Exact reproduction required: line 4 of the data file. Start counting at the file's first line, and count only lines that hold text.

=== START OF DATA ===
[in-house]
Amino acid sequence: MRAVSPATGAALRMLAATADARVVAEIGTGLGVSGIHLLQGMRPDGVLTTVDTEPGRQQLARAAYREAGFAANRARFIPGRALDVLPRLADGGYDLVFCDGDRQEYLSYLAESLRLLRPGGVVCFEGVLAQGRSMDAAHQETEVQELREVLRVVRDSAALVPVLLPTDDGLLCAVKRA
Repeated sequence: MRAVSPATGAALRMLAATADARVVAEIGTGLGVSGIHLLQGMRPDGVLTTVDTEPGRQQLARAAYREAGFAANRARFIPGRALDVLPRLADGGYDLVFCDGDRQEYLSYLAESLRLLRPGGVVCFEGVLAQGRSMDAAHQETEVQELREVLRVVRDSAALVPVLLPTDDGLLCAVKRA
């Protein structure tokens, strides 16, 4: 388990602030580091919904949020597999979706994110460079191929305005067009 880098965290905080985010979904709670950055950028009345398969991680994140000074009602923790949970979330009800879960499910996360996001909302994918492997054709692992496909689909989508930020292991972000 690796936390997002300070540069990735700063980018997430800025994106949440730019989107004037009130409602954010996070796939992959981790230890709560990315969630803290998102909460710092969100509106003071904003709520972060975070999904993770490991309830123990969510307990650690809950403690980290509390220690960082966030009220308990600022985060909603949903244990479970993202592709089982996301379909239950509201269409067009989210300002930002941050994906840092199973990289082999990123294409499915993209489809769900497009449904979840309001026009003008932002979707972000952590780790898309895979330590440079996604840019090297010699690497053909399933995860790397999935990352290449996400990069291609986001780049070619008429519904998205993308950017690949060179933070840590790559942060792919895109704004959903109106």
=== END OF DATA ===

């Protein structure tokens, strides 16, 4: 388990602030580091919904949020597999979706994110460079191929305005067009 880098965290905080985010979904709670950055950028009345398969991680994140000074009602923790949970979330009800879960499910996360996001909302994918492997054709692992496909689909989508930020292991972000 690796936390997002300070540069990735700063980018997430800025994106949440730019989107004037009130409602954010996070796939992959981790230890709560990315969630803290998102909460710092969100509106003071904003709520972060975070999904993770490991309830123990969510307990650690809950403690980290509390220690960082966030009220308990600022985060909603949903244990479970993202592709089982996301379909239950509201269409067009989210300002930002941050994906840092199973990289082999990123294409499915993209489809769900497009449904979840309001026009003008932002979707972000952590780790898309895979330590440079996604840019090297010699690497053909399933995860790397999935990352290449996400990069291609986001780049070619008429519904998205993308950017690949060179933070840590790559942060792919895109704004959903109106």